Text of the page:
PlayStation VR2 Review

Farsightedness, here I come. You can be Geordi La Forge from Star Trek.

Sony Interactive Entertainment’s PlayStation VR2 virtual reality (VR) headset for the PlayStation 5 is their new attempt at VR. A market that is already overcrowded, nearly impregnable to get into and expensive as well.

I have liked the idea of VR ever since playing around with various View-Masters (1939 to present). I remember Virtuality (the 1990s), Virtual Boy (1995), watching Red Dwarf (Better Than Life – 1998 and Gunmen of the Apocalypse – 1993), and The Simpsons (Lisa’s wedding – 1995) future episode.

The inevitable on the rails section.

These all got me interested in the idea. Even then, I knew the idea was interesting, except they were all jokes. They were used as a punch line to a joke or a way to show the absurdity of future technology. The idea seemed neat, if not feasible with current technology, especially how it was portrayed in the media. In these, the VR was so real that you couldn’t distinguish reality from fiction. When I think of VR, I think of The Matrix or Vanilla Sky. So immersed that you don’t know you are in a dream. Except it’s a dream you chose at a reception desk and forgot about.

I don’t know what you’re looking for. You haven’t found it, baby, that’s for sure.

There are about thirty games available for the headset on launch: The Last Clockwinder, Resident Evil Village, Moss, Moss: Book II, Rez Infinite, Horizon: Call of the Mountain, and Gran Turismo 7 being the most memorable. Even though they don’t do anything particularly new or innovative.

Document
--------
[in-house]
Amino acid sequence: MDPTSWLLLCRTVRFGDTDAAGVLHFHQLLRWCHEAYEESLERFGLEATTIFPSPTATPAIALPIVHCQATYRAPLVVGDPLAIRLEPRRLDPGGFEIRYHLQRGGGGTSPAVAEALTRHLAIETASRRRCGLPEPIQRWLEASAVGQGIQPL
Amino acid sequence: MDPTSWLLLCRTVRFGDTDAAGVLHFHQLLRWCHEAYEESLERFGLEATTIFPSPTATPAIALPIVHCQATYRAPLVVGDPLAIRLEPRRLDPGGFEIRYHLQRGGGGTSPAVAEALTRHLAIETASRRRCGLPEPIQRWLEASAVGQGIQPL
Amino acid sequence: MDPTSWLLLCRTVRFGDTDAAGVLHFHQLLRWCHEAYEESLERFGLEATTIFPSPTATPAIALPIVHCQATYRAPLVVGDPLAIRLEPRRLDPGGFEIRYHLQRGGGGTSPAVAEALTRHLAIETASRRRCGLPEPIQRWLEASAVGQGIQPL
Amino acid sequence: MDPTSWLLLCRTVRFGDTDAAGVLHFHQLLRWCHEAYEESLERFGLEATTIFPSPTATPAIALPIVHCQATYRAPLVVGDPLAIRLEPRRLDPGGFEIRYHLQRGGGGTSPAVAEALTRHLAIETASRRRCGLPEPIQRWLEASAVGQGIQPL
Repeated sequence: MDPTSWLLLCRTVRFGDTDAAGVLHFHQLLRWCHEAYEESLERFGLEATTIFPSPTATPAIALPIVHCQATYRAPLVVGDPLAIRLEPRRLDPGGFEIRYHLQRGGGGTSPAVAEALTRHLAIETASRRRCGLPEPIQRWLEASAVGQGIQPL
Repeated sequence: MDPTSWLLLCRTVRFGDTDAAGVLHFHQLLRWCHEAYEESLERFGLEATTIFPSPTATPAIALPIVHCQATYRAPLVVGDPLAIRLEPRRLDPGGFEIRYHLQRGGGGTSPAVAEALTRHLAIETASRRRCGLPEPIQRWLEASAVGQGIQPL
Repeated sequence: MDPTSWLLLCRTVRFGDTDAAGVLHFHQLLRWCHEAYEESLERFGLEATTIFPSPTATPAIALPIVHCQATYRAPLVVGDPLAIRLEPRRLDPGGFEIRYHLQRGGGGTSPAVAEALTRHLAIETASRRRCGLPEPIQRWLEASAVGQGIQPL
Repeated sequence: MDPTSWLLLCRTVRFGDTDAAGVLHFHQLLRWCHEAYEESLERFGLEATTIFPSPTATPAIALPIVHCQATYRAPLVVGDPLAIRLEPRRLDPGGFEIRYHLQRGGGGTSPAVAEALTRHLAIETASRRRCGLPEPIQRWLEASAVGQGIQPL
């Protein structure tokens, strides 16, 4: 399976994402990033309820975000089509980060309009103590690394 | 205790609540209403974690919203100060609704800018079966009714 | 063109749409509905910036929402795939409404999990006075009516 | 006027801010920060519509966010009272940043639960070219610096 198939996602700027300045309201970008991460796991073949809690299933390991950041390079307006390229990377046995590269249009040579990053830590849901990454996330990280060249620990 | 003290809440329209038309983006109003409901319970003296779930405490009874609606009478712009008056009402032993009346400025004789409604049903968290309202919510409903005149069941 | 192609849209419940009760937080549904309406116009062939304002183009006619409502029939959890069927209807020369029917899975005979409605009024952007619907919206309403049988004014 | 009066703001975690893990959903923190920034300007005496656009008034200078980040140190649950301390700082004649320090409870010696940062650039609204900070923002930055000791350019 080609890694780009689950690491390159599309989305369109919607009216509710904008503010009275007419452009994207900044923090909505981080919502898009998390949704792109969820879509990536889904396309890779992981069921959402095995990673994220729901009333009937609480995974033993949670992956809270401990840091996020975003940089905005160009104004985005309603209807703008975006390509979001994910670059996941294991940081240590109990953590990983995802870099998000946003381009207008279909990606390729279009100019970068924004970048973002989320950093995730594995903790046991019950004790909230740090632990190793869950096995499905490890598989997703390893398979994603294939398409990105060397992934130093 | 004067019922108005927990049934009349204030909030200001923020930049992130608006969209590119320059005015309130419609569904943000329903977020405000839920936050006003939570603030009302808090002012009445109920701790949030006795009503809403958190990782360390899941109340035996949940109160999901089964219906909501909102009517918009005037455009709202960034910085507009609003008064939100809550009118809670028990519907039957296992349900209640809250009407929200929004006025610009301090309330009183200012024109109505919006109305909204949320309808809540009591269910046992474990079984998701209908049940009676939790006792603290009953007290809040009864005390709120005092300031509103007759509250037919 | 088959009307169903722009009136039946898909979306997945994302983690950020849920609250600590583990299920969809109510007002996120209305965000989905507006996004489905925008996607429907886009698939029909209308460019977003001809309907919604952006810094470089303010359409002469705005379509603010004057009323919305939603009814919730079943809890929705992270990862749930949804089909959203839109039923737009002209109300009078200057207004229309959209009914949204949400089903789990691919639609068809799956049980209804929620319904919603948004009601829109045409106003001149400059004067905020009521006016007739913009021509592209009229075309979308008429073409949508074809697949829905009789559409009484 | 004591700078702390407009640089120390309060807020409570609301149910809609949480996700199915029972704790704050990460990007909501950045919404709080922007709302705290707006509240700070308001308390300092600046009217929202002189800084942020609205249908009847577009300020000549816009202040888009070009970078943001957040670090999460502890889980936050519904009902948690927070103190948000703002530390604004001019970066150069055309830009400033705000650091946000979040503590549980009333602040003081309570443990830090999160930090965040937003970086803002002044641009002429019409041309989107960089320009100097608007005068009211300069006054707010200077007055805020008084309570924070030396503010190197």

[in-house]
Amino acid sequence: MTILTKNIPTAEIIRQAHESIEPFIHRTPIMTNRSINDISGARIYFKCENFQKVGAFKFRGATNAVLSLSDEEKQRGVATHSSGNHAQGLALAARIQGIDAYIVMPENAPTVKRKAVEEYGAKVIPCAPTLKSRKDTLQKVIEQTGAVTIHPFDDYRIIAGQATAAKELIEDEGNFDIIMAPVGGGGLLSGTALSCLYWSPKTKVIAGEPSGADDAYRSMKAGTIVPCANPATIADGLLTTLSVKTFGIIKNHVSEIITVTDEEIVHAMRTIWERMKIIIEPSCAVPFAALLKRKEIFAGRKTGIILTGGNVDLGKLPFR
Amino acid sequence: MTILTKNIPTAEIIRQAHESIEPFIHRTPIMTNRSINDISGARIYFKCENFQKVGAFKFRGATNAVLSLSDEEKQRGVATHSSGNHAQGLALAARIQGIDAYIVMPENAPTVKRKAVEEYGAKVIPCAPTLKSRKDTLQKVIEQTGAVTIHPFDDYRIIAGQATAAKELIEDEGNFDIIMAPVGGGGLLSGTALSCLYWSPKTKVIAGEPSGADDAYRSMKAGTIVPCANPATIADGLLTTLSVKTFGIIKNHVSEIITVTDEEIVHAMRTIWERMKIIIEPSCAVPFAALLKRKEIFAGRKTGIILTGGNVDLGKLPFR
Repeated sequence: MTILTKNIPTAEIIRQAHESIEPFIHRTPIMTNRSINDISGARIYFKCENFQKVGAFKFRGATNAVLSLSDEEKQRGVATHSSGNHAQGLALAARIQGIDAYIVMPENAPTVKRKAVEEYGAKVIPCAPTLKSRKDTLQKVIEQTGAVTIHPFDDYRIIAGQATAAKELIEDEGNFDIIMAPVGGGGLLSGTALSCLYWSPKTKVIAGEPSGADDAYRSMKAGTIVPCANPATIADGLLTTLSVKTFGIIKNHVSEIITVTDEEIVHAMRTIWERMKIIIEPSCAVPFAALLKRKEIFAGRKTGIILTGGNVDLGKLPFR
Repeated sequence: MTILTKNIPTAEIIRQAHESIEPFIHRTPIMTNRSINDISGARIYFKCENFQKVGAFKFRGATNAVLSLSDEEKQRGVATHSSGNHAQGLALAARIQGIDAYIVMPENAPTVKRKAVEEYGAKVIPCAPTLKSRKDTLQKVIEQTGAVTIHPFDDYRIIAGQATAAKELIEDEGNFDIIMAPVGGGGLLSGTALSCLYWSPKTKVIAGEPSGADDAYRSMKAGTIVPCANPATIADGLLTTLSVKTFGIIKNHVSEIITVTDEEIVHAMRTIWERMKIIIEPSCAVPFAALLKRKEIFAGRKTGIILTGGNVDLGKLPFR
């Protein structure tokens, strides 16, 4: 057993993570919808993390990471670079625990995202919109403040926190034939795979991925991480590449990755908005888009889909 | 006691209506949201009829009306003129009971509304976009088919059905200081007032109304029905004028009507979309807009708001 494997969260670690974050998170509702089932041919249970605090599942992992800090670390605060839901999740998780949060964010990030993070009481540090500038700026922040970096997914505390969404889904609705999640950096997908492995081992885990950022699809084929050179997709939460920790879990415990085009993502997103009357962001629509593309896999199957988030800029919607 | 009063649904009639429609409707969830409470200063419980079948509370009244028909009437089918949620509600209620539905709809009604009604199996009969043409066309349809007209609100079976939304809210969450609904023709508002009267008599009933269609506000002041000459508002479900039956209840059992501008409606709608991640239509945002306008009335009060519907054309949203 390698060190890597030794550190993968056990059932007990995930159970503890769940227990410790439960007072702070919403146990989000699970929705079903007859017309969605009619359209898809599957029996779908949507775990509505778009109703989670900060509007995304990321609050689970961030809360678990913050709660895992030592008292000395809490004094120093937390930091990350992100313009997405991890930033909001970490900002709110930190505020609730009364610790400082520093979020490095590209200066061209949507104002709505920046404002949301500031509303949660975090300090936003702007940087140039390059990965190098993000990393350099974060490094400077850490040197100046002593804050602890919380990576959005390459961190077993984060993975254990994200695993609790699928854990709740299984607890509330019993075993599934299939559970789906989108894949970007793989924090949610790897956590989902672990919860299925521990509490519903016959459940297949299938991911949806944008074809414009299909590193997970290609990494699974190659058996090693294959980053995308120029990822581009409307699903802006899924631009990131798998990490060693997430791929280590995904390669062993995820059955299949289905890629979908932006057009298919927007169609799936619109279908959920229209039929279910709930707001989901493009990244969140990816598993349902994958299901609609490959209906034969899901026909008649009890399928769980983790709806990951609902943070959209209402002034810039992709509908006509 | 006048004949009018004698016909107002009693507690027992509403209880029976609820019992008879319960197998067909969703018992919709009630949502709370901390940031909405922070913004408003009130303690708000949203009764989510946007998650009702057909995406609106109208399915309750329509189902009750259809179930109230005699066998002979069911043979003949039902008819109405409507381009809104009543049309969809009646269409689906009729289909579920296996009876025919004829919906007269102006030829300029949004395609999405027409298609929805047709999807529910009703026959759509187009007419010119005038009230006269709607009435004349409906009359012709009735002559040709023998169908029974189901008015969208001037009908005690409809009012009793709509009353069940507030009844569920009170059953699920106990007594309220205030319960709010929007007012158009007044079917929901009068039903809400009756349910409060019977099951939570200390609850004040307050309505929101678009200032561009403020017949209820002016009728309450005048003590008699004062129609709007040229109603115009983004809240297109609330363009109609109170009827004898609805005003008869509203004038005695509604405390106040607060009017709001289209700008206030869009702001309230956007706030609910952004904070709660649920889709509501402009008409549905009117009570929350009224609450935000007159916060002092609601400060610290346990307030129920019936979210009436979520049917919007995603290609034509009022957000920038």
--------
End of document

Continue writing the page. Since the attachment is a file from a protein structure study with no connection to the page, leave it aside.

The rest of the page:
A tale of a mouse called Moss.

The main problem with the PlayStation VR2 is the cost. It costs £529.99, and that’s without games. You can get the PlayStation VR2 Horizon Call of the Mountain Bundle for an eye-watering amount of £569.99. In other words, choose £530 or £570. I don’t know why marketers still put the 99p at the end and not round it up. It doesn’t make things look less expensive. You will also need a PlayStation 5 console which costs £479.99 (£480) or £389.99 (£390) depending on the Base or Digital Editions chosen.

That means to experience Sony’s take on VR, you will need to spend at least £920, and that is without any games. The one benefit is that once you have set it up, you do not need a television to play VR games.

Games like Rez Infinite are fun in their own right.

For the amount you need to spend, you could get a good PC and skip the whole VR thing. You could get a Meta Quest 2 for £399.99, and you won’t need a PC. Of course, having a PC is beneficial to experience its full potential. Despite the whole Meta business being a dumpster fire, the Meta Quest 2 looks quite stylish. In contrast, the Valve Index Headset costs £459.00 and looks terrible. It doesn’t come with any controllers or base stations for tracking. However, it does come with Half-Life: Alyx, arguably the best big-budget attempt at a VR game.

Now you can experience all the details of Resident Evil Village.

The other problem is that VR games are limited in nature. They shouldn’t be, except they are. They usually come in two ice cream flavours: firstly – vanilla flavour, a first-person game, and secondly – mint flavour, a third-person game. Both mostly have either fixed movement or awkward hopping or walking. You never feel like you are immersed in another world. You feel like you have a phone and a graphic card strapped to your face. It also can’t be good for your eyes.

The PlayStation VR2 may be the easiest way for console gamers to get into VR, but it comes at a cost. It is also unknown whether Sony will have the stomach to support it more than they did with their previous iteration of the concept.

Overall it hasn’t tempted me to get a PlayStation VR2 and a PlayStation 5. Sure, you can have some merriment, but by spending nearly £1,000, you can spend less and have more memorable and life-changing experiences elsewhere.


Developer: Sony Interactive Entertainment.

Publisher: Sony.

Platform: PlayStation 5.

System: PlayStation 5.

Release: 22nd February.

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